For me, said my wife afterwards, the Faroes isn’t so much a place to do things as it is a place to feel. “I just enjoyed the different soundscape – the sound of the wind, the sea, the birds. The rain, the roar of the sea. Breathing the sweetness of the fresh air. Drinking live water, straight from the earth. It seems like there’s not much going on, but there’s actually a lot going on if you just open your senses. What’s going on in Tórshavn? Not bars and cafes or any of that, but the smells of nature. Constant movement in the weather. The walk back to the hotel past that little brook”.
She’s right. Fog, wind, rain and lush green mountains with so many waterfalls they don’t even bother to name the big ones. You feel alive, part of nature instead of separated from it by seven ring roads. And that’s how it felt nearly the whole time we were there – to be alive in a place that was alive.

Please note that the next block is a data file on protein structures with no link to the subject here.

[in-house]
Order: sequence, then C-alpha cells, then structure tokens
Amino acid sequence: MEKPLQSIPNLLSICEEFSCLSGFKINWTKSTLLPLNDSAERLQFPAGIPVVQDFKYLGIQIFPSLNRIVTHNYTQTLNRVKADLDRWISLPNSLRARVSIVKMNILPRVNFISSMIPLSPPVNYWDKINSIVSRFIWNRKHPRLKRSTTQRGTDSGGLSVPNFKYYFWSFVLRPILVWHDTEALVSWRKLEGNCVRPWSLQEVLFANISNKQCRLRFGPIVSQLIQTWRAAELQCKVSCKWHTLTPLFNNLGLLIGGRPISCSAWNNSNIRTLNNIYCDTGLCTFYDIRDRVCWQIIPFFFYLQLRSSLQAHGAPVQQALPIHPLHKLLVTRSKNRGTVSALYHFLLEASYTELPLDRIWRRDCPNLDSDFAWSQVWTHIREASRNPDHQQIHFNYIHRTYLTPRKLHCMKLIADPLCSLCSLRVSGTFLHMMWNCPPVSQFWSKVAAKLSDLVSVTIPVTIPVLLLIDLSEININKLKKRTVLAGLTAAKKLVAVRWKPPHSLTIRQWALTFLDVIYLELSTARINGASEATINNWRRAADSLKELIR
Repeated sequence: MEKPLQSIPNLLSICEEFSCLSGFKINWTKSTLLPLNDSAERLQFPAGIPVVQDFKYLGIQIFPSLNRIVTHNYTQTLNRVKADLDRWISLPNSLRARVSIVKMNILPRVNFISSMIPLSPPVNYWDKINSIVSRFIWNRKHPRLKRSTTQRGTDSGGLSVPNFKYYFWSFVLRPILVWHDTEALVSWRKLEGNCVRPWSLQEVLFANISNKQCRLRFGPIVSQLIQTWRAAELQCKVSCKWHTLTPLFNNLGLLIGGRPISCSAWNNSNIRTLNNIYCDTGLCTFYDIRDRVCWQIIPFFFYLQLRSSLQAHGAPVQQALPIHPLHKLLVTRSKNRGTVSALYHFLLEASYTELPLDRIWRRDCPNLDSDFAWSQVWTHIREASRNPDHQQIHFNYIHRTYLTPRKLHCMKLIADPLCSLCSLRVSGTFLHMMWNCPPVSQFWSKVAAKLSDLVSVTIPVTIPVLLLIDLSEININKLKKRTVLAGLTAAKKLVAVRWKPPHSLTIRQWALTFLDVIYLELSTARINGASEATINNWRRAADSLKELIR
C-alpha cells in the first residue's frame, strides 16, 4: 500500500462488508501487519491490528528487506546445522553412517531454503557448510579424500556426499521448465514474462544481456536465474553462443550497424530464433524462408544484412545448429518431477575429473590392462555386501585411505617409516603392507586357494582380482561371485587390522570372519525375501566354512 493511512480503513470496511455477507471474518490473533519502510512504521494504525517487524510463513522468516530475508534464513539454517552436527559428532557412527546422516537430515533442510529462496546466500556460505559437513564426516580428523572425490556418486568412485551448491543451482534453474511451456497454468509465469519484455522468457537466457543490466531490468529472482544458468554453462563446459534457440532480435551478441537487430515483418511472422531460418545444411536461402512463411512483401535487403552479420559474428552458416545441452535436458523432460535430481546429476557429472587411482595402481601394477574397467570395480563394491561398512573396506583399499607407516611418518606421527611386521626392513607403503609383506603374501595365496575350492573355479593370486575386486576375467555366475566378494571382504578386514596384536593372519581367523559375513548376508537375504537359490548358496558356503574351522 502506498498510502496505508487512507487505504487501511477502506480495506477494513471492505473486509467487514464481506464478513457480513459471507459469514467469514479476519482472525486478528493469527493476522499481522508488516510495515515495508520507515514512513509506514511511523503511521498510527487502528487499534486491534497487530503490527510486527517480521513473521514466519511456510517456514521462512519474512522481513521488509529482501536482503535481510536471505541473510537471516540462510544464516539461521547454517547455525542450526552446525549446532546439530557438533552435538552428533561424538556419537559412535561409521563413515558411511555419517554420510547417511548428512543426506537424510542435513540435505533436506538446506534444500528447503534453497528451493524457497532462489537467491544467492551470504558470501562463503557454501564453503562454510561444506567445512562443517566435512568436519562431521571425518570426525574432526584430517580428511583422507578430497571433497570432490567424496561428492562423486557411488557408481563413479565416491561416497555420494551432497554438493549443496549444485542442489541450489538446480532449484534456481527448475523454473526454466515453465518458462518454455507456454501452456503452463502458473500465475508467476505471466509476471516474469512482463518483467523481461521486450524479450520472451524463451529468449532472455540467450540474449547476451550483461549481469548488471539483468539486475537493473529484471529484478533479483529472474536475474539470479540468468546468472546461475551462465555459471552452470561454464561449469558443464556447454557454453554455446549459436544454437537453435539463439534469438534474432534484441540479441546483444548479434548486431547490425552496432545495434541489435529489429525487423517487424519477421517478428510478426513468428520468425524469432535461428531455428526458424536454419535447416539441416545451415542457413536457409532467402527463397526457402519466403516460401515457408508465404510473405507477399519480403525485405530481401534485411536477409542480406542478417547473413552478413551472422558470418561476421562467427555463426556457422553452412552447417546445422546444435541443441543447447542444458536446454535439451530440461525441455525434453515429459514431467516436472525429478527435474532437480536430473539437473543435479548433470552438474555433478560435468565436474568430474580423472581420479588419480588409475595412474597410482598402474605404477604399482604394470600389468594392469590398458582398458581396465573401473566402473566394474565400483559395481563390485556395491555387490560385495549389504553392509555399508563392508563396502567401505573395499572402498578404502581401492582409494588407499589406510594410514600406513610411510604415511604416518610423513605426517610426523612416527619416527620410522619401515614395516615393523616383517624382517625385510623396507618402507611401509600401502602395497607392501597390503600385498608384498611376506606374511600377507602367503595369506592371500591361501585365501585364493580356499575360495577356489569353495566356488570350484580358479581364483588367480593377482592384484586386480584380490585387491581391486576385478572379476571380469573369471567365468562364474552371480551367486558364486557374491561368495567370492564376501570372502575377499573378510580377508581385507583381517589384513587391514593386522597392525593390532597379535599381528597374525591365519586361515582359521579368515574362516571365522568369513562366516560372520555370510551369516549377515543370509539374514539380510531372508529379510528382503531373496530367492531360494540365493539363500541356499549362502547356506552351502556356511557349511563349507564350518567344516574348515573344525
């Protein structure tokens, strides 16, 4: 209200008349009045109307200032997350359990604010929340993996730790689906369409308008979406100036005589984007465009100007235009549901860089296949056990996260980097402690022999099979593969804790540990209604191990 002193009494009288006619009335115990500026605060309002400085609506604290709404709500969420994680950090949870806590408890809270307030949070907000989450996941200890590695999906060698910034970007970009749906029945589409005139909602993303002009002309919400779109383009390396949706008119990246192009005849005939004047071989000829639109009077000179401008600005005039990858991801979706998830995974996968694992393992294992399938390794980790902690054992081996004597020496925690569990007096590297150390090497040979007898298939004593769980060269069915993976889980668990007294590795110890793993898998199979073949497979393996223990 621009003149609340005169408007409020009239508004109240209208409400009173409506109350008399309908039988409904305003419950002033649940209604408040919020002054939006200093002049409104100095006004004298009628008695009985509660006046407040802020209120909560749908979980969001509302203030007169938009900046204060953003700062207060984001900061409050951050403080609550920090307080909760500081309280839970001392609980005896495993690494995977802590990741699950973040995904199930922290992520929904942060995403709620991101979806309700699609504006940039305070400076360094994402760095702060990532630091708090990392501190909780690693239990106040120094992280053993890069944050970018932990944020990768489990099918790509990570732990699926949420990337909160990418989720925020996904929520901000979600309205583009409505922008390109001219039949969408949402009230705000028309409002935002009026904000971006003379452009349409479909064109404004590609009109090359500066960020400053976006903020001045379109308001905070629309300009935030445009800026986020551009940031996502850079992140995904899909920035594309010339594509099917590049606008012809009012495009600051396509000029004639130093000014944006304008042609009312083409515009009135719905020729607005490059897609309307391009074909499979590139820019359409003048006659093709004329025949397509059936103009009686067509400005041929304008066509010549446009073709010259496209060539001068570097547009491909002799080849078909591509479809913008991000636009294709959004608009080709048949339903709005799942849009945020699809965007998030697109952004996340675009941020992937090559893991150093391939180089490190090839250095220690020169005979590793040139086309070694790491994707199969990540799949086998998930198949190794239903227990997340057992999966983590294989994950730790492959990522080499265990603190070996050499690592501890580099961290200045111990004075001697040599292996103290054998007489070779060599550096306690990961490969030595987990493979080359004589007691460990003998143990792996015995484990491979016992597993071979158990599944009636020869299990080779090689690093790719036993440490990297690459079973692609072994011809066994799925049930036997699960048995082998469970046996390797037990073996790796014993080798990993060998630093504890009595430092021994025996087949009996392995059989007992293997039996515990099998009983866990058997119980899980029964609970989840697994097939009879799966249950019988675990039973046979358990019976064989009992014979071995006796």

Welcome to Føroyar – the Faroe Islands.
“Never say to a Faroese that the Faroes are part of Denmark”.
Here came some good, clear advice from the guy at the hotel.
“We have the same Queen, and they look after some of our foreign relations, but that’s it. The Faroes is a country, it’s not part of Denmark”.
Far north of the British Isles, and many miles from Denmark, it certainly didn’t feel like part of that country of colourful fields and the gentle waves of the Baltic. Here, the wind blew the rain until it flew sideways, the sky was grey and dismal, and the tops of the rugged ridges were invisible in the cloud. Although it was actually about 12 degrees, it felt a lot colder, just as we expected a North Atlantic gale to be.
Why the Faroes?